For a week’s work at the Senate cafeteria — sweeping floors, mopping bathrooms, cleaning dishes, composting leftovers, transporting laundry — he says his take-home pay is about $360. And while he takes enormous pride in serving the country’s public servants, he is not sure these public servants are returning the favor.
“Our lawmakers, they don’t even realize what’s going on right beneath their feet,” he says. “They don’t have a clue.”
The usual ways to “run like a business” were not enough for the Senate cafeteria contractors. SO they added another way to “run like a business”: wage theft. When after months of protests the Senate cafeteria workers secured a wage agreement from Restaurant Associates, with the help of Good Jobs Nation and members of the Senate who voiced support for the workers, Elizabeth Warren of Massachusetts and Sherrod Brown of Ohio, the company immediately worked to undermine the agreement by reclassifying Senate cafeteria jobs so that the workers ended up not getting the wage increases the agreement called for. The jobs themselves did not change; Restaurant Associates changed what the jobs were called in order to justify not increasing the workers’ pay.
If This Is Happening Literally Right Under The Senate’s Nose …
The Huffington Post has a great quote from Joseph Geevarghese, director of Good Jobs Nation. “This is symptomatic of a larger problem,” Geevarghese is quoted as saying. “If federal contractors believe they can get away with breaking federal laws right under the nose of lawmakers, imagine what they’re doing all across the U.S., where workers don’t have access to power and access to the media. I would argue that what we’re seeing in Washington is just the tip of the iceberg.”
The Washington Post report, “Senate workers will get $1 million in back pay after Labor Department probe,” highlights a wider need this wage theft ruling points to: a “Model Employer” policy of contracting with employers that pay good wages and recognize workers’ right to form a union. In the Post, Geevarghese notes that “the truth is the Labor Department cannot investigate every federal contractor in the U.S. – we need a systemic solution, not just case-by-case fixes.”
Democratic Platform Demands “Model Employer”
The 2016 Democratic Party Platform calls for an executive order “or some other vehicle” directing the U.S. Government to spend taxpayer dollars on “Model Employers” and not on corporations that violate workers’ rights. From the platform:
Democrats support a model employer executive order or some other vehicle to leverage federal dollars to support employers who provide their workers with a living wage, good benefits, and the opportunity to form a union without reprisal. The one trillion dollars spent annually by the government on contracts, loans, and grants should be used to support good jobs that rebuild the middle class.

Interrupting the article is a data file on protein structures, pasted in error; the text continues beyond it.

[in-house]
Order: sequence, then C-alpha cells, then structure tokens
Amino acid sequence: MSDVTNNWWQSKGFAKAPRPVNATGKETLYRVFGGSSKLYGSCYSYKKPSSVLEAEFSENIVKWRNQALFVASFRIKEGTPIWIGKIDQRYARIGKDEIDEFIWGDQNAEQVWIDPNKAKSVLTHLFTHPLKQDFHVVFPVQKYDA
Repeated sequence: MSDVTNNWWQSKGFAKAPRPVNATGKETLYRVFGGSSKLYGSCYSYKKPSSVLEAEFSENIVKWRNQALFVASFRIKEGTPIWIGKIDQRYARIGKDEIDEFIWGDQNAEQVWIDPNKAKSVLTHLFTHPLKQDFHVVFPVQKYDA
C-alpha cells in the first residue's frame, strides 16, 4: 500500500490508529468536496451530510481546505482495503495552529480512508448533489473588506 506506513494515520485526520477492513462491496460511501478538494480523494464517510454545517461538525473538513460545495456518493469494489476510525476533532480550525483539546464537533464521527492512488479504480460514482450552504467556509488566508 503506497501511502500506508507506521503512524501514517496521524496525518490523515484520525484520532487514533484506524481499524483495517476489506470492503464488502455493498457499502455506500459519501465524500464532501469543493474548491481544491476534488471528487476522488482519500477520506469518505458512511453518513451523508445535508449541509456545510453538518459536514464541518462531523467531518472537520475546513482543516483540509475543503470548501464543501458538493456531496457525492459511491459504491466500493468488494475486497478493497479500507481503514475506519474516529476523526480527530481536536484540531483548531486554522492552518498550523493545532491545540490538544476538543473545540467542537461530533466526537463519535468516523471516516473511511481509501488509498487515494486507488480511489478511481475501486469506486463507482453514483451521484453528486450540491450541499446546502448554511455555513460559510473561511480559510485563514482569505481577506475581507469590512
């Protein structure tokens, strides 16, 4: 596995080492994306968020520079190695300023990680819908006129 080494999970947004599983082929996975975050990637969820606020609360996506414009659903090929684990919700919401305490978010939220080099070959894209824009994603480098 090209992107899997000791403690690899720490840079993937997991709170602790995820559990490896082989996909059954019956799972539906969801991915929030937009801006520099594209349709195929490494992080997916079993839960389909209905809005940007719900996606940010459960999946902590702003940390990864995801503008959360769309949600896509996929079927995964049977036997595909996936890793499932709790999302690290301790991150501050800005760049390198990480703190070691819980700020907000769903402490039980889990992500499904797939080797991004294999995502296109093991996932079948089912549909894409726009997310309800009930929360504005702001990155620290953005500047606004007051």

“Currently, the federal government is America’s leading low-wage job creator, funding more poverty jobs than McDonald’s and Wal-Mart combined. 60% of federal contract workers are women and 88% are women of color working contracted jobs in areas like food service, janitorial work, or landscaping.
A Model Employer Executive Order would begin to reverse the federal government’s low-wage contracting policies by providing as many as 21 million people– 8 million workers and their families who rely on low-wage jobs in the federally supported economy – with good jobs that provide a path into the middle class.”
“Comparative advantage.” It used to mean that one region can grow bananas, another region can grow cotton. So they trade, and both regions can have cotton AND bananas. That is not what the term means today. Now it means low wages and lack of environmental protection.
In the US we (used to) have democracy. When people get to say what they want, they say they want good wages, good schools, good infrastructure, protect the environment, good courts, things like that. These of course cost money, but they money comes from the advanced business environment supported by good schools and infrastructure… So the prosperity from businesses growing due to good infrastructure and schools and courts etc is the fruit of democracy.